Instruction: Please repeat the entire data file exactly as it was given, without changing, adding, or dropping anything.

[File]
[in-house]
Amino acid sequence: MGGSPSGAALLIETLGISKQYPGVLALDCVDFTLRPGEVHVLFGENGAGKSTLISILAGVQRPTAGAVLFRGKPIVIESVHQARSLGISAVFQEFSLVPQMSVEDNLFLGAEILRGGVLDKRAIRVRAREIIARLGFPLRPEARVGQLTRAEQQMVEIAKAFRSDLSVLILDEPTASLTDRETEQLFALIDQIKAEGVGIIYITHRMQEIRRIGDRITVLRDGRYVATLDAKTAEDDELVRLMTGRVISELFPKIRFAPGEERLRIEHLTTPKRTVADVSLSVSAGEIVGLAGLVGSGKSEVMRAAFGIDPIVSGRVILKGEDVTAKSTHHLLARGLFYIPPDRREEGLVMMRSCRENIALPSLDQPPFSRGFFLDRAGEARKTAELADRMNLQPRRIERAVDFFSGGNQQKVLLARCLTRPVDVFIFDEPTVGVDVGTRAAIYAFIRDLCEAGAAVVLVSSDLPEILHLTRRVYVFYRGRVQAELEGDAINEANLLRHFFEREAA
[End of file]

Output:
[in-house]
Amino acid sequence: MGGSPSGAALLIETLGISKQYPGVLALDCVDFTLRPGEVHVLFGENGAGKSTLISILAGVQRPTAGAVLFRGKPIVIESVHQARSLGISAVFQEFSLVPQMSVEDNLFLGAEILRGGVLDKRAIRVRAREIIARLGFPLRPEARVGQLTRAEQQMVEIAKAFRSDLSVLILDEPTASLTDRETEQLFALIDQIKAEGVGIIYITHRMQEIRRIGDRITVLRDGRYVATLDAKTAEDDELVRLMTGRVISELFPKIRFAPGEERLRIEHLTTPKRTVADVSLSVSAGEIVGLAGLVGSGKSEVMRAAFGIDPIVSGRVILKGEDVTAKSTHHLLARGLFYIPPDRREEGLVMMRSCRENIALPSLDQPPFSRGFFLDRAGEARKTAELADRMNLQPRRIERAVDFFSGGNQQKVLLARCLTRPVDVFIFDEPTVGVDVGTRAAIYAFIRDLCEAGAAVVLVSSDLPEILHLTRRVYVFYRGRVQAELEGDAINEANLLRHFFEREAA